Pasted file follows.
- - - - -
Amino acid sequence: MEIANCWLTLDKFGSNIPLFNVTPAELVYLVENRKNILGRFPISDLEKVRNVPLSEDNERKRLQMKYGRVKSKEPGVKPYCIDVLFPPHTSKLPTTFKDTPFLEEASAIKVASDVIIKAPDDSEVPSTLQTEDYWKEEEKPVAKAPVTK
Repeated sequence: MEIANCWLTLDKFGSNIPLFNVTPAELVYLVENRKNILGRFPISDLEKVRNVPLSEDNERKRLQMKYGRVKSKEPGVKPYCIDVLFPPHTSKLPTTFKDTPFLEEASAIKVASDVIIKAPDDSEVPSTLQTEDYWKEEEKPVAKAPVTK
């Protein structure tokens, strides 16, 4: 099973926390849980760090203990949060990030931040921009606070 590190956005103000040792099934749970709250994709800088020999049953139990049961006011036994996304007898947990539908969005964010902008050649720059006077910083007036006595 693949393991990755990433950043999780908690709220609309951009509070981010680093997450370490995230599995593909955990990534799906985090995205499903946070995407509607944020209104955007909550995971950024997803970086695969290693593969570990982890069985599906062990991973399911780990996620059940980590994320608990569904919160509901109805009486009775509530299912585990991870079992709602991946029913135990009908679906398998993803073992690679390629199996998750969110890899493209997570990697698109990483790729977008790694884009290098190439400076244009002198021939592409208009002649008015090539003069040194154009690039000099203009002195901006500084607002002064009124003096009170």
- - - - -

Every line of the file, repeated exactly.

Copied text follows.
Amino acid sequence: MEIANCWLTLDKFGSNIPLFNVTPAELVYLVENRKNILGRFPISDLEKVRNVPLSEDNERKRLQMKYGRVKSKEPGVKPYCIDVLFPPHTSKLPTTFKDTPFLEEASAIKVASDVIIKAPDDSEVPSTLQTEDYWKEEEKPVAKAPVTK
Repeated sequence: MEIANCWLTLDKFGSNIPLFNVTPAELVYLVENRKNILGRFPISDLEKVRNVPLSEDNERKRLQMKYGRVKSKEPGVKPYCIDVLFPPHTSKLPTTFKDTPFLEEASAIKVASDVIIKAPDDSEVPSTLQTEDYWKEEEKPVAKAPVTK
């Protein structure tokens, strides 16, 4: 099973926390849980760090203990949060990030931040921009606070 590190956005103000040792099934749970709250994709800088020999049953139990049961006011036994996304007898947990539908969005964010902008050649720059006077910083007036006595 693949393991990755990433950043999780908690709220609309951009509070981010680093997450370490995230599995593909955990990534799906985090995205499903946070995407509607944020209104955007909550995971950024997803970086695969290693593969570990982890069985599906062990991973399911780990996620059940980590994320608990569904919160509901109805009486009775509530299912585990991870079992709602991946029913135990009908679906398998993803073992690679390629199996998750969110890899493209997570990697698109990483790729977008790694884009290098190439400076244009002198021939592409208009002649008015090539003069040194154009690039000099203009002195901006500084607002002064009124003096009170």